To understand Wood’s ideology, it is important to define the punk dogma that dominates his work. Music journalist Jon Savage, in his book Teenage: The Creation of Youth Culture (2008), describes the sub-genre of rock music that developed in the mid-1970s as having an abundance of precedents and influences, and it can be viewed as a confluence of almost every previous youth culture that existed in the West since World War II (xvi). Authenticity is the key aspect of the culture and though punk rock may lack coherent ideology, it is generally Leftist and concerned with individual freedoms and anti-authoritarianism. “No Future,” a line from the Sex Pistols’ song “God Save The Queen”, was a common slogan of the movement. It is no coincidence that the back cover of Channel Zero describes the book as “combining current events and no-future shock into a dark, paranoid, deep-ambient visual narrative.” In the 1970s, punks had a philosophy based on a feeling of approaching the end of history and that everything has already been accomplished.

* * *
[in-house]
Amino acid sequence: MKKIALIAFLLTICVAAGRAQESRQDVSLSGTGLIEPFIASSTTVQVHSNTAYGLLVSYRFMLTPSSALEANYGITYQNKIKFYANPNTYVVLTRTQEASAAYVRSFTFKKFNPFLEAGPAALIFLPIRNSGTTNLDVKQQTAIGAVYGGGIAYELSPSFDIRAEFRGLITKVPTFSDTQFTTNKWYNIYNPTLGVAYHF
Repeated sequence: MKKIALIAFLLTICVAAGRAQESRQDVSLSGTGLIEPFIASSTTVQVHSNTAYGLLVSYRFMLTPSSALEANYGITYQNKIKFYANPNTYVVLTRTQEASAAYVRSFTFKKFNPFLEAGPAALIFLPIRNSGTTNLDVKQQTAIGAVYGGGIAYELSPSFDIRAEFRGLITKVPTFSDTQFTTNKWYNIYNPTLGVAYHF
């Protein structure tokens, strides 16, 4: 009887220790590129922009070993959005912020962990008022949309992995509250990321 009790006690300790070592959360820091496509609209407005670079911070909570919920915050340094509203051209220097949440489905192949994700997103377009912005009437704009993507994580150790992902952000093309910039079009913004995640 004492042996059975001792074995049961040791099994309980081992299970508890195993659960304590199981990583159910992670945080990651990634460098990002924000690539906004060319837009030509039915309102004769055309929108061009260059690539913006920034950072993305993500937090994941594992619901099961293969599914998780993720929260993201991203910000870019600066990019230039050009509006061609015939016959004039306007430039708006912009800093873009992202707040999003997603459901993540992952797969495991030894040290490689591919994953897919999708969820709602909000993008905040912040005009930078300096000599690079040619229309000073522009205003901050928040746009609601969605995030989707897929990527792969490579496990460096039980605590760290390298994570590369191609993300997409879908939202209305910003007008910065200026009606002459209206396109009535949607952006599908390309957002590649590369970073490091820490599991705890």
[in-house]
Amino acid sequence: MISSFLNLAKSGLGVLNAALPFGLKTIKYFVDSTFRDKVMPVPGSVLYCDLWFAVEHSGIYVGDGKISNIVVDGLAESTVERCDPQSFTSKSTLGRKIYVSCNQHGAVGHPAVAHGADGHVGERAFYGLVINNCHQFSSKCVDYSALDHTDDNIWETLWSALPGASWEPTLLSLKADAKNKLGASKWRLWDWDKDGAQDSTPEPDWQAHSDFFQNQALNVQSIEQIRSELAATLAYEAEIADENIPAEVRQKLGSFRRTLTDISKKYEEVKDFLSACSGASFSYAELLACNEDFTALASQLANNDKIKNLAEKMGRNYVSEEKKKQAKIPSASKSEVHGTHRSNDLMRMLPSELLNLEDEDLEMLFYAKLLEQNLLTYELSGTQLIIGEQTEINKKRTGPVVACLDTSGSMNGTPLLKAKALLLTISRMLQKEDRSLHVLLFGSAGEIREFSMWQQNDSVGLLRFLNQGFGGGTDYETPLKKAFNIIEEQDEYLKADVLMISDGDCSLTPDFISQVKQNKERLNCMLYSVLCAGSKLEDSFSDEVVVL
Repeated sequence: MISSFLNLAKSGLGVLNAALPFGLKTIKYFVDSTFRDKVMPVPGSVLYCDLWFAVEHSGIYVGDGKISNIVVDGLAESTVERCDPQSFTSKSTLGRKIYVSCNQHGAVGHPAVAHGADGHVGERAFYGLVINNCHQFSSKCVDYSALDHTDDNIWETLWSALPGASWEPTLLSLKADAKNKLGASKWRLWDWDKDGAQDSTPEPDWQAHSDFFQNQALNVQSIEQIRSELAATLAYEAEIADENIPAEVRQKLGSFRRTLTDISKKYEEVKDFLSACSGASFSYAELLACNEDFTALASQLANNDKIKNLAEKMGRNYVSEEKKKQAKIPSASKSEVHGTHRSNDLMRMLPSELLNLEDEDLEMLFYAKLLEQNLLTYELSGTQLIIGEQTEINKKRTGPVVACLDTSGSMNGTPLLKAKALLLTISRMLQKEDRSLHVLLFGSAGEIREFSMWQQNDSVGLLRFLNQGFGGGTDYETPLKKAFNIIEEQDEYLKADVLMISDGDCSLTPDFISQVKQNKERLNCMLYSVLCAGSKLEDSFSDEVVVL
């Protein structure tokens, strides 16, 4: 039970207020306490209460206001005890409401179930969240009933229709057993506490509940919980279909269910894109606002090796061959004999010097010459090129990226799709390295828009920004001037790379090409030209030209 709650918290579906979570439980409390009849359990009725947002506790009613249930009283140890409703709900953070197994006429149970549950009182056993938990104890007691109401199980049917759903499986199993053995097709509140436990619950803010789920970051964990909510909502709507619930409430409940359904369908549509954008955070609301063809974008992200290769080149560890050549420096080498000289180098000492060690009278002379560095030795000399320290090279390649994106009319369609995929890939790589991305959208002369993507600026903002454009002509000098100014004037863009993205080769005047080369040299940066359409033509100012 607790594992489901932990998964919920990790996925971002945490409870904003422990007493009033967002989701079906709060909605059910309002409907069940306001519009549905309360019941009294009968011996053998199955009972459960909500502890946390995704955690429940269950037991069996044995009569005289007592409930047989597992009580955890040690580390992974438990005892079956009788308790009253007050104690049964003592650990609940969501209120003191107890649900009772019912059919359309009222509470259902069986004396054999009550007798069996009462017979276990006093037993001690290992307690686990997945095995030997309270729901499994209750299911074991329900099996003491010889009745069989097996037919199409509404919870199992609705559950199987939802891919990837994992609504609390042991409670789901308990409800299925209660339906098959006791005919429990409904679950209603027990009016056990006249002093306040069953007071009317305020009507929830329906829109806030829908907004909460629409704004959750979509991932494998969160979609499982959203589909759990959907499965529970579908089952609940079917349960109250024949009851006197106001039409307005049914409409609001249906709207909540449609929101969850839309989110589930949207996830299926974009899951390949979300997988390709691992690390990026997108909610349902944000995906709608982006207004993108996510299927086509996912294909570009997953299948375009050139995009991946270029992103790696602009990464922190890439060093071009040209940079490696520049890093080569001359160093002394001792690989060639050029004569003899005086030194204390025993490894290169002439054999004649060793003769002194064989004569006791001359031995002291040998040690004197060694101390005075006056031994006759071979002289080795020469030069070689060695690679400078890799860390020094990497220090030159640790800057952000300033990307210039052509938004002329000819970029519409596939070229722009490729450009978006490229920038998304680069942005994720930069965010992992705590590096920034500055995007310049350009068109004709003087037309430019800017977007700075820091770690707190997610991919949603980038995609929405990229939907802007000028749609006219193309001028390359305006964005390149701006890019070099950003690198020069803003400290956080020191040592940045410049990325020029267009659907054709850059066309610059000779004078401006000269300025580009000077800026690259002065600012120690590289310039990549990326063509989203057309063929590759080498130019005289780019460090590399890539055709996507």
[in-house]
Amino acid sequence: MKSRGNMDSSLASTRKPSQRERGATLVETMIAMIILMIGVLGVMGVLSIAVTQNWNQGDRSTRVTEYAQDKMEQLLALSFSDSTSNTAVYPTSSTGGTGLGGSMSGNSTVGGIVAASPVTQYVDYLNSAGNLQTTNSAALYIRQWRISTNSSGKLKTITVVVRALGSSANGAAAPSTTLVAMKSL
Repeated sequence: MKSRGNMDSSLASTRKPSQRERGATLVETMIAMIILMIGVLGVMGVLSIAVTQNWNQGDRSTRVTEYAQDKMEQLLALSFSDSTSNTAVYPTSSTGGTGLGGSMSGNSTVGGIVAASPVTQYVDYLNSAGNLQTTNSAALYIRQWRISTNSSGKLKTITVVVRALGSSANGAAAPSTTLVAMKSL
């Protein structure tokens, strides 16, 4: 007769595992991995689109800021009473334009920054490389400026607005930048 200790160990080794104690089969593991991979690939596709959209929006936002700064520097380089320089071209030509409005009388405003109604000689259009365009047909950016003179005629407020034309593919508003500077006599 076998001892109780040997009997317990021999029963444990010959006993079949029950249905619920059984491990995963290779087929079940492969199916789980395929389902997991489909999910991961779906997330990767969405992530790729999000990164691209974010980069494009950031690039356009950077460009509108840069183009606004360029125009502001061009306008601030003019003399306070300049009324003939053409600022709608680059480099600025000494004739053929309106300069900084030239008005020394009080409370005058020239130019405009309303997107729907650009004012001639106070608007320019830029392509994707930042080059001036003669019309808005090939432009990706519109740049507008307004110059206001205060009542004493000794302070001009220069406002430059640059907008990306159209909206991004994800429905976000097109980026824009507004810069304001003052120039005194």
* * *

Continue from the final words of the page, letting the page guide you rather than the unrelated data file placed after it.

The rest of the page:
This vibe of counter-culture fetishism and youthful anger, along with the rhythm and pacing of a garage band, permeates the aesthetic and attitude of Channel Zero and The Couriers. Even Wood, in a 2006 interview with Matthew Shaer of The Village Voice, describes Channel Zero as ‘“an art student’s rant’” and a “‘zine where everybody talks about what pisses them off”.’ Most of Wood’s creator-owned books are in black and white, with hyper-realistic cartoonish styles. This is exemplified by exaggerated, lanky bodies and sketchy line work, with thick jagged ink. Although Wood set the standard by penciling Channel Zero, later collaborators such as Brett Weldele on Couscous Express and Rob G. on The Couriers incorporated Wood’s style into their own, maintaining a thematic, but not tonal, consistency across those works.